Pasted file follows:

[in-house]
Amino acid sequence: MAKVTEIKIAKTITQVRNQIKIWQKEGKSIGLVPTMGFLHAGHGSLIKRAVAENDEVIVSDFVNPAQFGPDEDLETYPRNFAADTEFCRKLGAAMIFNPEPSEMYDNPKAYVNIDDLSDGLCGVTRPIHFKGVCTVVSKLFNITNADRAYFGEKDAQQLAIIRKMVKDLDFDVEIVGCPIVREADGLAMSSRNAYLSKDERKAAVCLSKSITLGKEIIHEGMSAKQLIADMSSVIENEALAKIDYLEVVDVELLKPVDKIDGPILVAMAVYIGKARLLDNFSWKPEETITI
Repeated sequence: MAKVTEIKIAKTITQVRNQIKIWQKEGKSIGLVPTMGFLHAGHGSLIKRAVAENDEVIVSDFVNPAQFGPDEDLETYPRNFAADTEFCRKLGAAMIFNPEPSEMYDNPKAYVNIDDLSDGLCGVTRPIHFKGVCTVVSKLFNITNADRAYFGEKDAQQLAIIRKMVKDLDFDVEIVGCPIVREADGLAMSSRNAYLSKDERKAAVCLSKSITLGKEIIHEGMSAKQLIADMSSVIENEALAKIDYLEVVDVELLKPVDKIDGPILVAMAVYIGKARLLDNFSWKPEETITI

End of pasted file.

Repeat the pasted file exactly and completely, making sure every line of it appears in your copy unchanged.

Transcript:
[in-house]
Amino acid sequence: MAKVTEIKIAKTITQVRNQIKIWQKEGKSIGLVPTMGFLHAGHGSLIKRAVAENDEVIVSDFVNPAQFGPDEDLETYPRNFAADTEFCRKLGAAMIFNPEPSEMYDNPKAYVNIDDLSDGLCGVTRPIHFKGVCTVVSKLFNITNADRAYFGEKDAQQLAIIRKMVKDLDFDVEIVGCPIVREADGLAMSSRNAYLSKDERKAAVCLSKSITLGKEIIHEGMSAKQLIADMSSVIENEALAKIDYLEVVDVELLKPVDKIDGPILVAMAVYIGKARLLDNFSWKPEETITI
Repeated sequence: MAKVTEIKIAKTITQVRNQIKIWQKEGKSIGLVPTMGFLHAGHGSLIKRAVAENDEVIVSDFVNPAQFGPDEDLETYPRNFAADTEFCRKLGAAMIFNPEPSEMYDNPKAYVNIDDLSDGLCGVTRPIHFKGVCTVVSKLFNITNADRAYFGEKDAQQLAIIRKMVKDLDFDVEIVGCPIVREADGLAMSSRNAYLSKDERKAAVCLSKSITLGKEIIHEGMSAKQLIADMSSVIENEALAKIDYLEVVDVELLKPVDKIDGPILVAMAVYIGKARLLDNFSWKPEETITI